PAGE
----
This seems to make the survey largely superfluous as CMS should already have the necessary data from a given hospital’s overall cost report. Requiring hospitals to then spend time recording that same data again is unduly extraneous. If there are aspects of it that supplement gaps in the cost report, then it should be pared back to simply those items. Otherwise, the overall requirement – and its roughly 1.6 million hours of paperwork – would make an excellent candidate for general reconsideration.
Payment Error Rate Measurement Overall
Minimizing the amount of erroneous payments to Medicaid and the Children’s Health Insurance Program (CHIP) is an important goal. It is, however, unclear why there are two separate information collections devoted towards that end. The ICRs are 0938-0974 and 0938-1012; the abstracts are below.
Improper Payments Information Act (IPIA) of 2002 requires CMS to produce national error rates for Medicaid and SCHIP. To comply with the IPIA, CMS needs the information to be collected from States and providers in order to sample and review adjudicated claims in a randomly selected number of States. Based on the reviews, State-specific error rates will be calculated which will be calculated which will serve as the basis for calculating national error rates for Medicaid and SCHIP.
The Improper Payments Information Act (IPIA) of 2002 requires CMS to produce national error rates for Medicaid and SCHIP. To comply with the IPIA, CMS needs the information to be collected in order to provide some Federal overview of state eligibility determinations to ensure correctness and consistency among states and to use the State-specific error rates as the basis for calculating national eligibility error rates for Medicaid and SCHIP.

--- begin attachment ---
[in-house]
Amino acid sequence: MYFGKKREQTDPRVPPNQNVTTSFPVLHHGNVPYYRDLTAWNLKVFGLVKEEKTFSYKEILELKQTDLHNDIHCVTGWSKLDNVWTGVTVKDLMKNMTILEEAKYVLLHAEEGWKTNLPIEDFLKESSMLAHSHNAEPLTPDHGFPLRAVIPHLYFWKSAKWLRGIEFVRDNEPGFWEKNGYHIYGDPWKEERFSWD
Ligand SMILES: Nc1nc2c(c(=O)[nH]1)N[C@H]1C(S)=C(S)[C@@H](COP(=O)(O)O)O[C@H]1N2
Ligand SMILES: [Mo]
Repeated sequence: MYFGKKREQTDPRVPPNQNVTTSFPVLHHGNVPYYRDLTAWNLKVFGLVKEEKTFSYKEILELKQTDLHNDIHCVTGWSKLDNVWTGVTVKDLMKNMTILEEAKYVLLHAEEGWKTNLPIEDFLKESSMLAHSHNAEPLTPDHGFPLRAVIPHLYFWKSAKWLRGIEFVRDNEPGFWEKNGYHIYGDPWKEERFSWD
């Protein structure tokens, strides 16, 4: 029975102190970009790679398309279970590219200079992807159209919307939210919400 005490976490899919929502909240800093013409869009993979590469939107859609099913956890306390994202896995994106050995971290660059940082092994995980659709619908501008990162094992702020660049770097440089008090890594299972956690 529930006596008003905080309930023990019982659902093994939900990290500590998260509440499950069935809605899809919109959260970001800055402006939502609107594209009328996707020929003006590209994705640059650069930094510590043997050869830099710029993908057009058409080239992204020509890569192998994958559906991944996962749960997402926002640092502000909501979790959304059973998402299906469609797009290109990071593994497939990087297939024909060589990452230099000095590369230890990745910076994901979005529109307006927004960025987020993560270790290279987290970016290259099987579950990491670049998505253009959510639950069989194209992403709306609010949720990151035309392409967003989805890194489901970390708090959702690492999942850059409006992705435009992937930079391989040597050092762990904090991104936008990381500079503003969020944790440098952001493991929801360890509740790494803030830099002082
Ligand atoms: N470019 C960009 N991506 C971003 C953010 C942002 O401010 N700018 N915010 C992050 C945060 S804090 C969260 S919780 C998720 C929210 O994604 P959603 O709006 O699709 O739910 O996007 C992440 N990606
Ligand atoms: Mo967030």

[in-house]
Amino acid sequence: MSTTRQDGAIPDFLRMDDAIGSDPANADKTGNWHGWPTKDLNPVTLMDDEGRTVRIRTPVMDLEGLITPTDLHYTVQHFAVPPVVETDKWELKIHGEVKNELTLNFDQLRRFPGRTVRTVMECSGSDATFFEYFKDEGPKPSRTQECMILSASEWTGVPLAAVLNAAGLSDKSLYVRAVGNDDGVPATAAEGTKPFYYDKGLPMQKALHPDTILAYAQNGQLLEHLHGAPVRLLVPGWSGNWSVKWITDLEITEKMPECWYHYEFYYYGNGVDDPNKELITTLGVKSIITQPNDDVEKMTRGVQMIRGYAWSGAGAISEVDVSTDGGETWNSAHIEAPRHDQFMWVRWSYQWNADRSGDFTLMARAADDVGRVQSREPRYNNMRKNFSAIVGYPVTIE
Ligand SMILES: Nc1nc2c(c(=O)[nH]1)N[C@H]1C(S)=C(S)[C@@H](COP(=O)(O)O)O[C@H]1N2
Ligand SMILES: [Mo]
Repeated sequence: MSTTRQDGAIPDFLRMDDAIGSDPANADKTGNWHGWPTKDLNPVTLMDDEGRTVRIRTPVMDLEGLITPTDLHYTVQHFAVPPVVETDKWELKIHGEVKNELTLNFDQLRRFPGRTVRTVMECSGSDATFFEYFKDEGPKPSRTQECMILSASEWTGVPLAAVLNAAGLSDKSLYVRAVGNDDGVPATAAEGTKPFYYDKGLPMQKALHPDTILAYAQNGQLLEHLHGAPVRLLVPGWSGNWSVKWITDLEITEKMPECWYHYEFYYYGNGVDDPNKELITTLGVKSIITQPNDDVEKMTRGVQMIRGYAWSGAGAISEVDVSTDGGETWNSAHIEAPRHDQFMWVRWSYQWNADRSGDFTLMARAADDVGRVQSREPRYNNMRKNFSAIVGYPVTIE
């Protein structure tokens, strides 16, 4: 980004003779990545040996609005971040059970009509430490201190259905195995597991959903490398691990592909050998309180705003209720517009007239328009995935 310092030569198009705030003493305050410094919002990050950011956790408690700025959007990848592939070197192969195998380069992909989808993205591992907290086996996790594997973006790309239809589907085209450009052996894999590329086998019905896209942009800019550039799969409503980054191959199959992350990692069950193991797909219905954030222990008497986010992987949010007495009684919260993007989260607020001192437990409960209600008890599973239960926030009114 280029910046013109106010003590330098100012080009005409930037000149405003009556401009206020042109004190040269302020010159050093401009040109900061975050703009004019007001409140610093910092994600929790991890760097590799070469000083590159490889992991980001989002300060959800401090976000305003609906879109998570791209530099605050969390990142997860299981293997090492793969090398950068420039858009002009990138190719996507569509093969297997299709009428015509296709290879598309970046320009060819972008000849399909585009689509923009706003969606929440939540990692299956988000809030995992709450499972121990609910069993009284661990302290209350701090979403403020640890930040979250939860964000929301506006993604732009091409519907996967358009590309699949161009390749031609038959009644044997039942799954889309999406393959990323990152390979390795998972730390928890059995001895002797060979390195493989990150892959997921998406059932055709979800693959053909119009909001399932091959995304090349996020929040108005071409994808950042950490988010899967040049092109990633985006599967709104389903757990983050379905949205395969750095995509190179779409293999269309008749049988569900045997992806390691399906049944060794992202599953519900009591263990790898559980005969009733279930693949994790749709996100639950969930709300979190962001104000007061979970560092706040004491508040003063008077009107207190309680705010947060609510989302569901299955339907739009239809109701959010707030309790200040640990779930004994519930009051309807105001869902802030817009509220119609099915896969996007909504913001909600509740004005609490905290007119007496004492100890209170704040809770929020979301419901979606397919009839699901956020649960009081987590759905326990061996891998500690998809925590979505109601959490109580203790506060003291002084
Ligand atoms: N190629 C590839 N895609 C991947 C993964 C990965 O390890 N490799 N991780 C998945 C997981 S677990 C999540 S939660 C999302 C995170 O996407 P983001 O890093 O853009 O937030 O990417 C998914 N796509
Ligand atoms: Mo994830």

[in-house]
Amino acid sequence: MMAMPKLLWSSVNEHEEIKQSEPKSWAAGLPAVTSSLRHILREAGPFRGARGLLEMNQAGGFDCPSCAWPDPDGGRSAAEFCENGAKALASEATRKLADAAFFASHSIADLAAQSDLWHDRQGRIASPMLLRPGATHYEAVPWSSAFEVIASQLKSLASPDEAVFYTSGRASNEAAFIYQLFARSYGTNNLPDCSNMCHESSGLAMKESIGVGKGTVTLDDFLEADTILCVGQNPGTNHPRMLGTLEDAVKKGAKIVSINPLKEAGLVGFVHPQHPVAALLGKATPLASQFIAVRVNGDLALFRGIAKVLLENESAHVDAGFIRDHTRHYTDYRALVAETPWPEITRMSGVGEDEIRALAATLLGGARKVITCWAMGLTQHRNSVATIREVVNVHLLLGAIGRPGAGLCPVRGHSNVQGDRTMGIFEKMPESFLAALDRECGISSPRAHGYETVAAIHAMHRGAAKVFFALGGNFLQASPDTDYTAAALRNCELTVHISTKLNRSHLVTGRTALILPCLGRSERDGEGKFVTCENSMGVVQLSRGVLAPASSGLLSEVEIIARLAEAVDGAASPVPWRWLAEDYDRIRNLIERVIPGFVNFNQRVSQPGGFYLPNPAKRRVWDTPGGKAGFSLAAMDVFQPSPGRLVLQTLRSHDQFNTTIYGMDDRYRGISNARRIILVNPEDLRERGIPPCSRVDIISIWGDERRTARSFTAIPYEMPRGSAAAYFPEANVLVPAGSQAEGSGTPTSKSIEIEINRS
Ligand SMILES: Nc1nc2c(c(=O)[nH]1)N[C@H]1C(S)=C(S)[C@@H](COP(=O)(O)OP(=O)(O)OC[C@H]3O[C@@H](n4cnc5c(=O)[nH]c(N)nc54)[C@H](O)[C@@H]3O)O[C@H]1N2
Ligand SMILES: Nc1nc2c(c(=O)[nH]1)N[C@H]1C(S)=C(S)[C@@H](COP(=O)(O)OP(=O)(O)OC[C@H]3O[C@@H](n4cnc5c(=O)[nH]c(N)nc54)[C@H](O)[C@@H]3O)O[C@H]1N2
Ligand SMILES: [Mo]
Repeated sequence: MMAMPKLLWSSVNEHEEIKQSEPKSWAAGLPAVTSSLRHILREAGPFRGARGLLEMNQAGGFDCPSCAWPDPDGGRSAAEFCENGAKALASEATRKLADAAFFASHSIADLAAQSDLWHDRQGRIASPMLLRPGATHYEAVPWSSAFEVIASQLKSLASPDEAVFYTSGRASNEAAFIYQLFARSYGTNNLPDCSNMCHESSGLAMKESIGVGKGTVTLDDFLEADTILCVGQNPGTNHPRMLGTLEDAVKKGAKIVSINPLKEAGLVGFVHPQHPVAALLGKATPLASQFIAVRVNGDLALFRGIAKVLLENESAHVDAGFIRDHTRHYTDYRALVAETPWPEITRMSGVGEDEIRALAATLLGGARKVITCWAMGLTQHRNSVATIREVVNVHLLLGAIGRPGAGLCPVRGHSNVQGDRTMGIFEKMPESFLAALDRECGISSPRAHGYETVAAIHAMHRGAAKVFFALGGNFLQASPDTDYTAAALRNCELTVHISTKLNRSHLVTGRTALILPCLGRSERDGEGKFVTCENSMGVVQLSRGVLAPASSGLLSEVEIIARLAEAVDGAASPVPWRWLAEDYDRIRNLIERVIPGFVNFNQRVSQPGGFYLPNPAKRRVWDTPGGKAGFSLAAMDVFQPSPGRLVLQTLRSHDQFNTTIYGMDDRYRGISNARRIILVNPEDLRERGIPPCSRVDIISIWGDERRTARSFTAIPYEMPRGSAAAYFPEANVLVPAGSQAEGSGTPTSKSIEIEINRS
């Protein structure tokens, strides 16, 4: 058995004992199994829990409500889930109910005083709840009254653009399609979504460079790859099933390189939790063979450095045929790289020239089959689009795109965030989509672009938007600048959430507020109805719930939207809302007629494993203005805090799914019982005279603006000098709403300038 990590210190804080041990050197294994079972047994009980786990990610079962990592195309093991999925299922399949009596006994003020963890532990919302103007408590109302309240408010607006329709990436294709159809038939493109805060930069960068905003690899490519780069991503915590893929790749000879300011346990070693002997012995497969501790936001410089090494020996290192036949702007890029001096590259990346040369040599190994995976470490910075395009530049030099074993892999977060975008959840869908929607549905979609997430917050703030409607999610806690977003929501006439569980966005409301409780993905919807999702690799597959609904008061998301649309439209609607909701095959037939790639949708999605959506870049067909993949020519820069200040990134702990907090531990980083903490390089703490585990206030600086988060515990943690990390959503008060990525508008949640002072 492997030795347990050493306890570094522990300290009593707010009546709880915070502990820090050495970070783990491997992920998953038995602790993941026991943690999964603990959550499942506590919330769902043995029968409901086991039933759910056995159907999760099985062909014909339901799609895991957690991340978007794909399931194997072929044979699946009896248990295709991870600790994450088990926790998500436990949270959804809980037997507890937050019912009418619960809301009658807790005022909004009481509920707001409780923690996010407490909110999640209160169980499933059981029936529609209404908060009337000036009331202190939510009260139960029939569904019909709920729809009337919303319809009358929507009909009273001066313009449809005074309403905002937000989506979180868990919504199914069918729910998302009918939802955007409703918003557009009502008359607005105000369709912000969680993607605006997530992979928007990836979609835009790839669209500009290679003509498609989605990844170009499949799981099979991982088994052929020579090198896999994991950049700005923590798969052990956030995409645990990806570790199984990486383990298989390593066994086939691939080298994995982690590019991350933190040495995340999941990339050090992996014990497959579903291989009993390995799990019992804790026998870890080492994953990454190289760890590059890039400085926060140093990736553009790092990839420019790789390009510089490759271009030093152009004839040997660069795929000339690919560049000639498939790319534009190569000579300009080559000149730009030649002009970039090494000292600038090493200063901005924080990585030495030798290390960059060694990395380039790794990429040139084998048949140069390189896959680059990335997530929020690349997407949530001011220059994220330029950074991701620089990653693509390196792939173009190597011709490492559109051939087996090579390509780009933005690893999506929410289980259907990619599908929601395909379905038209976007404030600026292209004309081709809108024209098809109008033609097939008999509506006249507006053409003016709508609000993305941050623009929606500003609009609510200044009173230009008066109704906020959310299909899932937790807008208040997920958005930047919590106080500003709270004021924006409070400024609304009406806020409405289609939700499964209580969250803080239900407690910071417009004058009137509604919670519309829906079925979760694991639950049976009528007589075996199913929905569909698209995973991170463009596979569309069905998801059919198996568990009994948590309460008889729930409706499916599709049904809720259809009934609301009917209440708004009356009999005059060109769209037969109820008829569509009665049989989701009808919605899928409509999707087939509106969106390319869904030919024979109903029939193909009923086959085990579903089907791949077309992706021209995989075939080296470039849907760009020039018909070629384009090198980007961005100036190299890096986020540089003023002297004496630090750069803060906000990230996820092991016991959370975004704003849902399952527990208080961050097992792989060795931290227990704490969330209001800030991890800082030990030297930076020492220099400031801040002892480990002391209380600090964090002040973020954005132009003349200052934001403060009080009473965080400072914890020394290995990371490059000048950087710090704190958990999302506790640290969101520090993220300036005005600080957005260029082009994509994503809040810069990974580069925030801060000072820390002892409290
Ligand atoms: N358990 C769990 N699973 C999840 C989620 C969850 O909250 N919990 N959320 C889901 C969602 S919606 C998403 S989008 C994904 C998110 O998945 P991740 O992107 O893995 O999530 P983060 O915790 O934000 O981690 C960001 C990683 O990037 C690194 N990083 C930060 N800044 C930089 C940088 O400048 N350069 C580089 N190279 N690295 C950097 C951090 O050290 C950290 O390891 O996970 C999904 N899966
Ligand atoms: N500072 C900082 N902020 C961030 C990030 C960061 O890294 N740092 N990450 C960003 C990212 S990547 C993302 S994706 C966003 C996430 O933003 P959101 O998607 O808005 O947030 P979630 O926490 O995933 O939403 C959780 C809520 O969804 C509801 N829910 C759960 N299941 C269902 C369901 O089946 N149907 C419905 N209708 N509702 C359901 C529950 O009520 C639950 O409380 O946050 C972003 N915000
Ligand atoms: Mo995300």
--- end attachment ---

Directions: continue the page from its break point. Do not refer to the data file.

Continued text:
Both ICRs originate from the same legislation, the IPIA, and largely contain the same language. Digging deeper, the primary component of 0938-0974 is a single report summarizing a state’s corrective actions. On the other hand, 0938-1012 includes a series of more granular reports regarding erroneous payments. Yet, upon examining the 0938-0974 report more closely, it seems that all the data included in it could be found in the data provided under 0938-1012; it simply puts the onus on the respondent to summarize said data. While that report’s overall burden of 56,100 hours is relatively modest in the overall picture, it does represent one of the highest per-respondent burdens (1,650 hours annually) while providing no real original data.
The above examples are only two issues pulled from a pool of 30 paperwork requirements with notably high per-respondent burdens. They are included here because they represent relatively clear instances of unnecessarily duplicative paperwork requirements. Nevertheless, it would likely be useful for CMS, in ongoing consultation with stakeholders and perhaps informed by other comments in this docket, to further examine the other entries on the list included. While some are relatively modest in the aggregate, their high per-respondent burdens provide the widest margins for even partial reconsideration, if not rescission.